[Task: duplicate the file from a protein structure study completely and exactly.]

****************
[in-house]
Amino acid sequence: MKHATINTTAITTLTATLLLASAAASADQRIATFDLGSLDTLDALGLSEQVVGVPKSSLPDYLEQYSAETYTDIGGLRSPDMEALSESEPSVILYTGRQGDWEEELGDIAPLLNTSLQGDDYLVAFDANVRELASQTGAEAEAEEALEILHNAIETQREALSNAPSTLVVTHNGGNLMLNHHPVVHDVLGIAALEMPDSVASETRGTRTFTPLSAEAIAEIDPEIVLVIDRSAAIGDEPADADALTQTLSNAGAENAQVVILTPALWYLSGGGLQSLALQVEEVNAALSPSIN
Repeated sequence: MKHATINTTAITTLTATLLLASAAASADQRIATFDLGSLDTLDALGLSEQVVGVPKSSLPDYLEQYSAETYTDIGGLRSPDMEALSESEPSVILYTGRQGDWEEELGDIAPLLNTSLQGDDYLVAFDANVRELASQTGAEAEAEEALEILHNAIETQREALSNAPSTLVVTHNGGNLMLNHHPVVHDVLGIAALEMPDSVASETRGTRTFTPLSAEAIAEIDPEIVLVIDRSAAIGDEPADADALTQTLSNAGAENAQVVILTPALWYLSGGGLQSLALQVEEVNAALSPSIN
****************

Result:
[in-house]
Amino acid sequence: MKHATINTTAITTLTATLLLASAAASADQRIATFDLGSLDTLDALGLSEQVVGVPKSSLPDYLEQYSAETYTDIGGLRSPDMEALSESEPSVILYTGRQGDWEEELGDIAPLLNTSLQGDDYLVAFDANVRELASQTGAEAEAEEALEILHNAIETQREALSNAPSTLVVTHNGGNLMLNHHPVVHDVLGIAALEMPDSVASETRGTRTFTPLSAEAIAEIDPEIVLVIDRSAAIGDEPADADALTQTLSNAGAENAQVVILTPALWYLSGGGLQSLALQVEEVNAALSPSIN
Repeated sequence: MKHATINTTAITTLTATLLLASAAASADQRIATFDLGSLDTLDALGLSEQVVGVPKSSLPDYLEQYSAETYTDIGGLRSPDMEALSESEPSVILYTGRQGDWEEELGDIAPLLNTSLQGDDYLVAFDANVRELASQTGAEAEAEEALEILHNAIETQREALSNAPSTLVVTHNGGNLMLNHHPVVHDVLGIAALEMPDSVASETRGTRTFTPLSAEAIAEIDPEIVLVIDRSAAIGDEPADADALTQTLSNAGAENAQVVILTPALWYLSGGGLQSLALQVEEVNAALSPSIN